Burnside, Kayleigh; Hope, Caroline; Gill, Emma; Morcom, Alexa. (2017). Effects of perceptual similarity but not semantic association on false recognition in aging, 2013-2016 [dataset]. University of Edinburgh, School of Psychology, Philosophy and Language Sciences. http://dx.doi.org/10.7488/ds/2233.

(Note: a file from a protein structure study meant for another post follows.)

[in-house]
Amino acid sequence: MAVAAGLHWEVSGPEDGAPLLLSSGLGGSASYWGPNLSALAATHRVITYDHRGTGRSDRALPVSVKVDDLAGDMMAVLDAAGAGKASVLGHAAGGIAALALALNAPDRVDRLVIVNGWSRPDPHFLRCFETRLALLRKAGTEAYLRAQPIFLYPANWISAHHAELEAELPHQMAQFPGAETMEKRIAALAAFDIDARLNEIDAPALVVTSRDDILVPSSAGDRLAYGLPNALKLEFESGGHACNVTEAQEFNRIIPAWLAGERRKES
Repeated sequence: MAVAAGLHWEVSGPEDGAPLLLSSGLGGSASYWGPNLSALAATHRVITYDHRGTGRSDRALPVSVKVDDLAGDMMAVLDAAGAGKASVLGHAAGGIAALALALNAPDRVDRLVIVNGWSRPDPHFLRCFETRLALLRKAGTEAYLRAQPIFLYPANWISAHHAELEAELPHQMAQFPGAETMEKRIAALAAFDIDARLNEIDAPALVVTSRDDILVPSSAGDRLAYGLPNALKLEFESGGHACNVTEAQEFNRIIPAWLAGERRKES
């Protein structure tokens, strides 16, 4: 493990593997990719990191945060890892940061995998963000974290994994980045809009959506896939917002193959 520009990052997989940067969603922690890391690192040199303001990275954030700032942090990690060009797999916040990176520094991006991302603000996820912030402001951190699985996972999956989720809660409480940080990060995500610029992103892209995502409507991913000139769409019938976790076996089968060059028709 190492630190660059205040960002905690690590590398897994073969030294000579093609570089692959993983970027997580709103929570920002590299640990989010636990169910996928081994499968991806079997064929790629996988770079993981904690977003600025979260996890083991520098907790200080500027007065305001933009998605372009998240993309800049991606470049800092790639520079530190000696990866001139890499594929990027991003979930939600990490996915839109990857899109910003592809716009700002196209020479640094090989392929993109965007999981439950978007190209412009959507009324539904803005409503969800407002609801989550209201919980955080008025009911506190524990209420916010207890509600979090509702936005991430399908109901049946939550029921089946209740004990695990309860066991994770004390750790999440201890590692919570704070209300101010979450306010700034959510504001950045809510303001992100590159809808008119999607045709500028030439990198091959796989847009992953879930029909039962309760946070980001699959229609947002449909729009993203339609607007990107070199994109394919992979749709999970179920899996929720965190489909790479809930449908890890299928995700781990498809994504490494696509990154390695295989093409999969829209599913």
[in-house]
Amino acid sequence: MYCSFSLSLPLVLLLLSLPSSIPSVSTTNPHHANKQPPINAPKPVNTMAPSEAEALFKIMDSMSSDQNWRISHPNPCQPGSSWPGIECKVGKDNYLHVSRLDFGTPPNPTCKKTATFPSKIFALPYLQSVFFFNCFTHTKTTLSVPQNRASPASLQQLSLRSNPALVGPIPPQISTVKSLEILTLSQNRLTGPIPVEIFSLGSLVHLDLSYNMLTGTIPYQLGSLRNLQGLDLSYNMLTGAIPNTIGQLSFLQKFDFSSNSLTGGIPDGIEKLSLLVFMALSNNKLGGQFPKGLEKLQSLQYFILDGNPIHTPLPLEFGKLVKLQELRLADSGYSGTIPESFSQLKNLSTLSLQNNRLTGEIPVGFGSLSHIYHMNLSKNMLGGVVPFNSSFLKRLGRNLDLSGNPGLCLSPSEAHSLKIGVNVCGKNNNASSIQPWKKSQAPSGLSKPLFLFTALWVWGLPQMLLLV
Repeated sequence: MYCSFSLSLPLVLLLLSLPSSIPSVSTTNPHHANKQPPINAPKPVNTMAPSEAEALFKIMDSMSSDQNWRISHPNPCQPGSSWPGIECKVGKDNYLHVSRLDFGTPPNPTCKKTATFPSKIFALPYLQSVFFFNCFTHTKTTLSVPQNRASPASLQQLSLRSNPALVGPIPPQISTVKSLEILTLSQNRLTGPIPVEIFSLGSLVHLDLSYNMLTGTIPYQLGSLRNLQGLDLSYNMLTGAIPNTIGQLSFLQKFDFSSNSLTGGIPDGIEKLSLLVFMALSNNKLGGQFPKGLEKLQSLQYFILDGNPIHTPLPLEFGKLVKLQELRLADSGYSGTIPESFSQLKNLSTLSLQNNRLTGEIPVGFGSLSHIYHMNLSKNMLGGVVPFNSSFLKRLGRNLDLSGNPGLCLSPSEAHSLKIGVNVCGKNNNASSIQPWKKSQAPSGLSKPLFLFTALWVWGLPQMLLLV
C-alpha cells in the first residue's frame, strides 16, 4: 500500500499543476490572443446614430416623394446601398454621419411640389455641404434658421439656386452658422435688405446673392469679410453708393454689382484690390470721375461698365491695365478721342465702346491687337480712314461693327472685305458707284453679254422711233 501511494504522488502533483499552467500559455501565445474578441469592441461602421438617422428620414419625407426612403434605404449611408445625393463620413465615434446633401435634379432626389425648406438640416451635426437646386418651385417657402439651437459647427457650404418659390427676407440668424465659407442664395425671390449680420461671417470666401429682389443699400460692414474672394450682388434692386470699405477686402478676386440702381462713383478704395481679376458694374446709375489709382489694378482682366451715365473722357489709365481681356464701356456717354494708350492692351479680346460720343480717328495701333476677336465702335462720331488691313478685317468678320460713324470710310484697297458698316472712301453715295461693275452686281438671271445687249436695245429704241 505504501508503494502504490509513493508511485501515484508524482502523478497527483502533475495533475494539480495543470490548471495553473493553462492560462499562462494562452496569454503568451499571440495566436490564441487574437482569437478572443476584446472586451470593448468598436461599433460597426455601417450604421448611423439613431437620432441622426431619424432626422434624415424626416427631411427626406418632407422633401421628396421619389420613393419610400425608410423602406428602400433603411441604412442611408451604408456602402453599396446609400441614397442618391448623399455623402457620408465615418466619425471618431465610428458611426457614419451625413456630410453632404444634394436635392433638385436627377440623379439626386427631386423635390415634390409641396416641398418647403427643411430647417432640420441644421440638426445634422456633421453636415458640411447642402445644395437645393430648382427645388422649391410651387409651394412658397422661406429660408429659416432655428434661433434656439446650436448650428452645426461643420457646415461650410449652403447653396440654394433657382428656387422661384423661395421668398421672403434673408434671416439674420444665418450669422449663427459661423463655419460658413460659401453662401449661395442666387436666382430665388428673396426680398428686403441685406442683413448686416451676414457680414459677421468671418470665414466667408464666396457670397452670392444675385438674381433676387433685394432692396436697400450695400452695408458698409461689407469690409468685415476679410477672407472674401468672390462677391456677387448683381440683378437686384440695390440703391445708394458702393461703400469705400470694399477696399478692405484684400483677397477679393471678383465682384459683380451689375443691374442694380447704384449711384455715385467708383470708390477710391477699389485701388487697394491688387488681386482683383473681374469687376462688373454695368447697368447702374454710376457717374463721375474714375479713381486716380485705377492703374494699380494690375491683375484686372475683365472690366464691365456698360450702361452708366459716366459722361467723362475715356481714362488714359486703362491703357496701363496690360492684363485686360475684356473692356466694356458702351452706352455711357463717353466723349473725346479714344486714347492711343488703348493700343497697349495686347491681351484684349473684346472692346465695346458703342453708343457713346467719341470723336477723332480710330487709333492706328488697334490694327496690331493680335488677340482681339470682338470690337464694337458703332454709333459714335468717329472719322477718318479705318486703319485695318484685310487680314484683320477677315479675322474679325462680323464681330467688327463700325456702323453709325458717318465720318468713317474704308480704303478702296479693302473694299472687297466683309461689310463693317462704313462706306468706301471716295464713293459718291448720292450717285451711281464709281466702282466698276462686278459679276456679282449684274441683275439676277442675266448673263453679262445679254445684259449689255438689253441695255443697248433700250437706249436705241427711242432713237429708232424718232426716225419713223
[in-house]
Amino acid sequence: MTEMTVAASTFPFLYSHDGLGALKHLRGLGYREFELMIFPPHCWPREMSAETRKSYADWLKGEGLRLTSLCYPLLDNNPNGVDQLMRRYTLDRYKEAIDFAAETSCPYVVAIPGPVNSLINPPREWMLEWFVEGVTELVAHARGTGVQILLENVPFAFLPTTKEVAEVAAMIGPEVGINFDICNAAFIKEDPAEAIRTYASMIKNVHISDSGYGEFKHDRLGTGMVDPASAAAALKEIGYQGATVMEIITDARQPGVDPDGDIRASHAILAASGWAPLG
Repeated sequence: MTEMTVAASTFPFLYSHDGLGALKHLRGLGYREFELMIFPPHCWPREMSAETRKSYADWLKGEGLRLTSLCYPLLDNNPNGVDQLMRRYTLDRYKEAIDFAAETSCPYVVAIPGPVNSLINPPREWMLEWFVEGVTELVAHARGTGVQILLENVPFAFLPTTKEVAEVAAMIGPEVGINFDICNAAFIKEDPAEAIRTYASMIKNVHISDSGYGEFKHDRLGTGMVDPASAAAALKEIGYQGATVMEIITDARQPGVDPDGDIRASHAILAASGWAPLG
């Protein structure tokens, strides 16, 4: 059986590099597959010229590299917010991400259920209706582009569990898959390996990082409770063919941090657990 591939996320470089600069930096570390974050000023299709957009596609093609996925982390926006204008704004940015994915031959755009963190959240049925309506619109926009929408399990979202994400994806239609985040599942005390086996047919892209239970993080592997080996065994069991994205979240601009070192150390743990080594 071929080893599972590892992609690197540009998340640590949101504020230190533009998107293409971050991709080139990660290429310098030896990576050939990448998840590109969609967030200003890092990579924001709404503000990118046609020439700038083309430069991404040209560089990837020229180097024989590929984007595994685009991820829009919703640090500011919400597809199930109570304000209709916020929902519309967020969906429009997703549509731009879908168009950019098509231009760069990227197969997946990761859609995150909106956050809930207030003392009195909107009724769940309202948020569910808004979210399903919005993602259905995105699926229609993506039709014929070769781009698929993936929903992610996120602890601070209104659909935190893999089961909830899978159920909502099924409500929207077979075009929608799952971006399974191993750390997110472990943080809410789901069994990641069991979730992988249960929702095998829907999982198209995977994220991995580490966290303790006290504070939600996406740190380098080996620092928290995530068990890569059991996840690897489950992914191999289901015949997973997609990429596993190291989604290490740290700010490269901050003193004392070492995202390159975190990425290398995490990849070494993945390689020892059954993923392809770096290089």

This study investigated semantic and perceptual influences on false recognition in older and young adults in a variant on the Deese-Roediger-McDermott paradigm. In two experiments, participants encoded intermixed sets of semantically associated words, and sets of unrelated words. Each set was presented in a shared distinctive font. Older adults were no more likely to falsely recognize semantically associated lure words compared to unrelated lures also presented in studied fonts. However, they showed an increase in false recognition of lures which were related to studied items only by a shared font. The data show that older adults do not always rely more on prior knowledge in episodic memory tasks. They converge with other findings suggesting that older adults may also be more prone to perceptually-driven errors.